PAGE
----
You’ve probably heard about lime being applied to a lawn and wonder why you would need it and what lime is.
Lime is available in a variety of forms from liquid to oyster shells to agricultural limestone applied as a soil amendment.
Dolomitic contains magnesium and calcium carbonate, two beneficial nutrients. Calcitic does not contain magnesium which is helpful if your ground is already high in magnesium.
Lime also reduces soil toxicity while boosting the management of nutrients such as zinc, copper, and especially phosphorous. Your soil pH should be kept in range for optimal turf growth.
PH measures the degree of acidity or alkalinity and it is measured on a scale of 0-14. The optimal pH for your Pittsburgh lawn is 6.5 to 7 which is in the middle or just a little on the acidic side.
Lime is added to soil if it is too acidic and the pH needs to be raised. The more clay and organic material in your soil the more lime you will need to increase you pH. Soil with a high concentration of sand will require less lime.
Soil becomes acidic naturally and from human interaction. The pH of most soils is controlled by the amount of rainfall. In humid areas, such as the northeastern United States, rainfall works through the soil, filtering ions such as calcium and magnesium which prevent the soil from becoming more acidic and replacing them with acidic ions such as hydrogen and aluminum. Nature also creates processes that increase soil acidity including root growth and decay of organic matter by soil microorganisms.
People also initiate activities that increase soil acidity including fertilization with ammonium-containing fertilizers and pollution of industrial by-products such as sulfur dioxide and nitric acid which enter the soil from acid rain. Most of the time these changes people cause occur very slowly, whether they are caused by natural processes or human activities. This is the result of the amazing buffering capacity of most mineral soils!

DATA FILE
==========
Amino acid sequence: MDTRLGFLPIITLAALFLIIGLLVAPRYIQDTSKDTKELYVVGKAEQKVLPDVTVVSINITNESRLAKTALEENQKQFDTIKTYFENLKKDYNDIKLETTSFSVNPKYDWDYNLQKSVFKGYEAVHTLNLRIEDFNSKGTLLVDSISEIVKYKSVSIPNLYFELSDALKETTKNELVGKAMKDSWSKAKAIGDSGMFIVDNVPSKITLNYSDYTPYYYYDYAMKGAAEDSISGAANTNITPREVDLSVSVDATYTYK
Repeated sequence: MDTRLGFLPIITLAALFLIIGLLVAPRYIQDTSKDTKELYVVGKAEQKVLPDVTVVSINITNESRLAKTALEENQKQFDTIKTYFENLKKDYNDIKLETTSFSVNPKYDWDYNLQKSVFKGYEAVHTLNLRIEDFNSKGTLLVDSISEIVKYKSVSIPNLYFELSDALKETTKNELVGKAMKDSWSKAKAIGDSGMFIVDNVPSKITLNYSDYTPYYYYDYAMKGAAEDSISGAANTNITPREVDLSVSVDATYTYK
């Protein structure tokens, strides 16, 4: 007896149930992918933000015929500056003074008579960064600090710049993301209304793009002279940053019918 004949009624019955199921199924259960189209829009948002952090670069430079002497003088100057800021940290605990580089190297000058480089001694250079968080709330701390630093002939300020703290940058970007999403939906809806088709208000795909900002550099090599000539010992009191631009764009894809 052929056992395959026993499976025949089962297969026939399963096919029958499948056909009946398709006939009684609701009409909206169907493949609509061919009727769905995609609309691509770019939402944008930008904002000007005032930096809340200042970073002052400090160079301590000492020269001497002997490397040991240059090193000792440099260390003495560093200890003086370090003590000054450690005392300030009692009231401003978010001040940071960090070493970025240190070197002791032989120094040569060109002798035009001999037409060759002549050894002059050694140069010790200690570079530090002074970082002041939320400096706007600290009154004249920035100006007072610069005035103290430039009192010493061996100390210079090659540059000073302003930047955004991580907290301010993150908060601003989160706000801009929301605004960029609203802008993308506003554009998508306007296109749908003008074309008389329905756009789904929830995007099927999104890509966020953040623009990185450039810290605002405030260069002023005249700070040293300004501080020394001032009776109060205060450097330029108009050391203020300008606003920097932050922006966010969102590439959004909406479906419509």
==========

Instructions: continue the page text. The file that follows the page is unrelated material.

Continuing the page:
When necessary, Dream Greener’s service professionals will recommend the application of lime to adjust the pH level of your soil.
Adding lime improves the quality of the soil and helps nutrients become available to the plant. A neutral PH allows worms and microbes to thrive, organic matter to breakdown and fosters a healthy soil environment.
Beneficial soil microorganisms don’t thrive in high acid soils. Some of these microorganisms break-down specific nitrogen fertilizers, which releases the nitrogen for use by the grass. Fertilizers containing nitrogen from urea-form, sulfur-coated urea, or natural organic sources are not effective unless certain microorganisms are present in acceptable quantities.
Soil microorganisms also help with the decomposition of thatch and grass clippings. Thatch is that dense accumulation of organic material on the soil surface beneath the grass. Thatch prevents movement of air, water, nutrients, and pesticides into the soil. Soil pH in the correct range of 6.0 to 7.0 increases microbial activity and helps reduce thatch.
When PH balance is achieved your lawn improves its ability to absorb the nutrients which promote a healthy lawn. It’s our pleasure to monitor and maintain your turf health.
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